I would, sadly, venture you guys on the other side of the Irish Sea are about to have your first experience of that. There’s no way the 2009 local by-elections don’t translate into a BNP Euro vote of 8-11%; I wonder how much of that UKIP surge is actually a shy BNP surge.

  12. Yes, I would have thought a party who called themselves the “UK independence party” would attract supporters in 2004 interested in getting out of Europe rather than Iraq. Unless those voters thought the “I” in UKIP stood for Iraq? Nah, as Neil said, the Libdems were banging on and on about that.

  13. ComRes poll for Newsnight (I think) finding that two thirds of the public wants a snap election.

  14. I agree with Neil and Keith. UKIP is an unlikely recipient of anti-Iraq war protest votes. It’s also slightly more than a cynics repository for protest votes. I suspect that more than half of Conservative general election supporters prefer UKIP’s policies to the Conservative party’s policies. If we had PR, I suspect the Conservatives would be quite vulnerable to competition from UKIP even at general elections.

  15. I agree with Anthony. I fully expect the BNP to poll in the 5-8% range, mainly from disaffected angry Labour voters.

    I am also coming round to the opinion that the current parliamentary crisis is a short term boon for Brown staying as leader. He now has the perfect excuse if Labour poll abysmally in the locals and euros that it is events beyond his or anyone else’s control which have affected them.

  16. I dotn know where people are coming from when they say BNP vote will go up from the 4.9% in 2004. It is perfectly clear it is collapsing 3% in the polls, and repeated exposes in the press

    There is no evidence from the past that their polling % differs much from their actualy vote- in 2004 they were polling 4% at opinion polls and polled 4.9% in reality

    I think 3.5% at present and no seats and this will probably drop over next few weeks

  17. Jim Page…

    Depends where you live… if you live in Beeston, South Leeds, they’re far from collapsing; if you live in Brighton, I doubt they’d even be a single sign of them.

  18. UKIP +12% and CON -9% ? We should call that populism… I always wonder what sort of voters can just change their mind like this, except somebody with no belief at all.
    On an other hand, it seems worrying to see the extend of the UKIP support while any other population in Europe seems to praise the EU in the current turmoil… I am puzzled.

    Cllr Peter Cairns (SNP)> What does mean the bracket ?

  19. Anthony
    are we expecting any polls tomorrow?

  20. @ Vonric
    “I always wonder what sort of voters can just change their mind like this, except somebody with no belief at all.”

    Perhaps someone who evaluates each election on the situation at the time and each party’s policies, rather than someone who blindly follows an ideology? – i.e. a grown-up

  21. Pete:

    Maybe, but have 9% of the country suddenly changed their mind? For my money there’s no way 9% of the country are knife-edge Tory/UKIP voters and the situation has changed that much over a week.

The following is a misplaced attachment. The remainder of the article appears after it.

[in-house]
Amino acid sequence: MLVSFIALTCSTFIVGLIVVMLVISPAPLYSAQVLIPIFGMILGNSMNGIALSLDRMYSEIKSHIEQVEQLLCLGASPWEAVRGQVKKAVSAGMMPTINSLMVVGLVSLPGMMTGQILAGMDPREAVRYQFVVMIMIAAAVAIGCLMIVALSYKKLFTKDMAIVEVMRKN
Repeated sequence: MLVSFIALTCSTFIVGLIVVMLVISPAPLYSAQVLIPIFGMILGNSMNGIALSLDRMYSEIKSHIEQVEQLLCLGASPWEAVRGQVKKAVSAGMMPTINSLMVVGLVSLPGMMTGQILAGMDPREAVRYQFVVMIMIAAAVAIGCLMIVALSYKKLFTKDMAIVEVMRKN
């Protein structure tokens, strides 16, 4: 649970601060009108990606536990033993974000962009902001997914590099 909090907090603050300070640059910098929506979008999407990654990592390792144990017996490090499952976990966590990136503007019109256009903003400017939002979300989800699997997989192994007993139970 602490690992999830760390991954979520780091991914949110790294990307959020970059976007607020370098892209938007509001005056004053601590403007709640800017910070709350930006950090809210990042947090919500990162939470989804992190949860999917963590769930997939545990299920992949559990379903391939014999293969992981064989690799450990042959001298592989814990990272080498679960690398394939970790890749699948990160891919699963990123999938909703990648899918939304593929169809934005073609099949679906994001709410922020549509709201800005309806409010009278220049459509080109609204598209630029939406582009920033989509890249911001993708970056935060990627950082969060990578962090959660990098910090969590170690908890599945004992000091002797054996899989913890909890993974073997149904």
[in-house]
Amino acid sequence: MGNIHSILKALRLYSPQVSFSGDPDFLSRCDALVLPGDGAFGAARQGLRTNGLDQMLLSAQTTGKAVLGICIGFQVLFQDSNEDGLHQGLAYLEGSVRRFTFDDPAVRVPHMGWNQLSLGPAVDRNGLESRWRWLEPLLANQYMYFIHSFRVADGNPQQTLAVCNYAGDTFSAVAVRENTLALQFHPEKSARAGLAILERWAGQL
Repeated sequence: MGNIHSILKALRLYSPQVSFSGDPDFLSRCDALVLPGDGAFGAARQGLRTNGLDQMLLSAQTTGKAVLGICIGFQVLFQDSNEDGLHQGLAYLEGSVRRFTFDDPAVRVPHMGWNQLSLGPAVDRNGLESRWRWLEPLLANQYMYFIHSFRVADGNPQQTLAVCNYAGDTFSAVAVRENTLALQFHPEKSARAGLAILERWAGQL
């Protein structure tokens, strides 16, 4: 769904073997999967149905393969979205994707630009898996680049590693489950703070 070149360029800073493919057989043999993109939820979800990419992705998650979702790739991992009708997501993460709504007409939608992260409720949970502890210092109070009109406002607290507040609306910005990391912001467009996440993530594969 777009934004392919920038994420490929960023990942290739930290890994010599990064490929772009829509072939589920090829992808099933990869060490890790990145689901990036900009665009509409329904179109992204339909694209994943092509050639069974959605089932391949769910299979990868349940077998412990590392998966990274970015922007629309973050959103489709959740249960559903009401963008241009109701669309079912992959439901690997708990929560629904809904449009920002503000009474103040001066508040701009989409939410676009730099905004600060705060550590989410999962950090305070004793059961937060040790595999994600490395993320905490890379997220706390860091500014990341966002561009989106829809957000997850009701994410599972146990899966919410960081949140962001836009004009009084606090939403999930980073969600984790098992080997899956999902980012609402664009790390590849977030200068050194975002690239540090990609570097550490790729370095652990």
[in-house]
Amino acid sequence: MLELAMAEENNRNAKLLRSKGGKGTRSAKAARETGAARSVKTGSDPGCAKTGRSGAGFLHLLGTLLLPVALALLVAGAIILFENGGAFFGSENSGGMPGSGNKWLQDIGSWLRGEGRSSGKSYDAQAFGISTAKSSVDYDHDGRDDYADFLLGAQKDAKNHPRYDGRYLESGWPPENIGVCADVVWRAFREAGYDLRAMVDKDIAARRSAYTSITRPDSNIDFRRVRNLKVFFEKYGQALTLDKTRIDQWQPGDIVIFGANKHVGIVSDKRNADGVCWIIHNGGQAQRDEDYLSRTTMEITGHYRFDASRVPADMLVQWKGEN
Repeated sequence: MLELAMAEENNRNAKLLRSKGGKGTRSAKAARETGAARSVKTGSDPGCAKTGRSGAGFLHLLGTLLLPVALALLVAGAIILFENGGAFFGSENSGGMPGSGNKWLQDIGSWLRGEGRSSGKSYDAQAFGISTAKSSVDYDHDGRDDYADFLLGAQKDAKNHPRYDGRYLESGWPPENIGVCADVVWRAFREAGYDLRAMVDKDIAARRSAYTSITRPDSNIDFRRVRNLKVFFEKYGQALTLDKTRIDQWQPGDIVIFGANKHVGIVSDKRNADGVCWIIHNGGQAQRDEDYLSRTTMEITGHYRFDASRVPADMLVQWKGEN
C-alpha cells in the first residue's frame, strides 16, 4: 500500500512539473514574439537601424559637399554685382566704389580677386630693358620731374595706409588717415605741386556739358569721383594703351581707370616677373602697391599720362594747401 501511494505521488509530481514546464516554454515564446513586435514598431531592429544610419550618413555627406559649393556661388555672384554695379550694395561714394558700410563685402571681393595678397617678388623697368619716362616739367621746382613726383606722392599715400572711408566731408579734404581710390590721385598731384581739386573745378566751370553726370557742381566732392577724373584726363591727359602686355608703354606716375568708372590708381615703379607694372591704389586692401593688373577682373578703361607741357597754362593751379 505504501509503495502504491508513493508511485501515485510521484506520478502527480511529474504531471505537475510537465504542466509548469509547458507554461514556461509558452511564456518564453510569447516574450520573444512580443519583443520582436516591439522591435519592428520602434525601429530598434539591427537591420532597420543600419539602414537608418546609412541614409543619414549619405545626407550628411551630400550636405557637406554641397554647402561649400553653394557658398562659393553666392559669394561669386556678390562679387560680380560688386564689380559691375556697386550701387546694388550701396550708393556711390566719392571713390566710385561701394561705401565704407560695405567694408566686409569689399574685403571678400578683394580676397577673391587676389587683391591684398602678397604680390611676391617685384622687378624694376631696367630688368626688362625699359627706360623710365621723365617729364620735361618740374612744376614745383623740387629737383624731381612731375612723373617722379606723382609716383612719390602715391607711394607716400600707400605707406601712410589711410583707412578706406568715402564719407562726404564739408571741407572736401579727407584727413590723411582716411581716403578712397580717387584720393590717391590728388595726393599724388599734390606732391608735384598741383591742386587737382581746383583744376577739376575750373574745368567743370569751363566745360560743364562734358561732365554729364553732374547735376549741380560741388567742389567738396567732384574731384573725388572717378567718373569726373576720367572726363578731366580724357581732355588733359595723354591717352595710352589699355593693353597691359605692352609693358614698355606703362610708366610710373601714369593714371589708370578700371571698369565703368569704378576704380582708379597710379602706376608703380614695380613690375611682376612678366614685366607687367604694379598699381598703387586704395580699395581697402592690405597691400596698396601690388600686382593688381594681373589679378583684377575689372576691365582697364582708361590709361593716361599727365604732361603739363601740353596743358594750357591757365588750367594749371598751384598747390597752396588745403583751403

22. I would say that for the purposes of a European election there are at least 9% of voters who are undecided between Conservative/UKIP. If I lived in England I would be, but since I live in Scotland a vote for UKIP would be a vote for the Libdems, so I will vote Conservative.

  23. No I don’t believe 9% of the voting public are that undecided between the Tories and UKIP that we would see that swing in a single week. But what you have to consider is that the electorate as a whole do not see the European elections as having any effect in terms of governance, so they are seen as the perfect opportunity to make some kind of protest.

  24. @Neil

    I admit that what I said does not appear logical regarding the Iraq war and UKIP’s relatively good result last time. However, neither is a 12% boost for UKIP. It reflects a naive emotional response to the present situation. Not everyone is as logical as you and I :-)

  25. I think it’s explained by two things:

    1) Anger with the mainstream parties over expenses

    2) UKIP is widely seen as a single issue party. A lot of people agree or partly agree with its stance on the EU and will vote accordingly in the European elections where the EU is to the fore. But when it comes to a general election, UKIP’s single issue focus works against it and its voters peel away to other parties.

  26. Neil

    I have some difficulty recognising what part of my post it isd that you describe as a “rant” – unless of course you consider all opinion and all fact that doesn’t please you as rants.

  27. “The Scottish subsets from UK polling are not reliable. They are however pounced upon by elements of the media when they provide a damaging figure for the SNP or for support for independence and virtually ignored if the opposite is the case.”

    Perhaps rant was a bit strong – but it did have shades of Chris Neweyism.

  28. I expect that the turnout will be higher than expected as voters take the chance to express their opinion.

    In turn I would expect the smaller parties to benefit.

    I would also expect an increase in ‘votes not counted’ as people write in ‘none of the above’ or something like it, or ruder. The count should be interesting

    Barry

  29. Barry, with at least 10 options to choose from (19 in London) why should anyone having made the effort to go to the polling station only to spoil their ballot paper ?

    If turnout is much above 30%, then there will be a high vote for the numerous minor parties.

    My guess is +/-28% for Con, and +/- 17% each for Lab & LD leaving 35-40% for others (incl UKIP).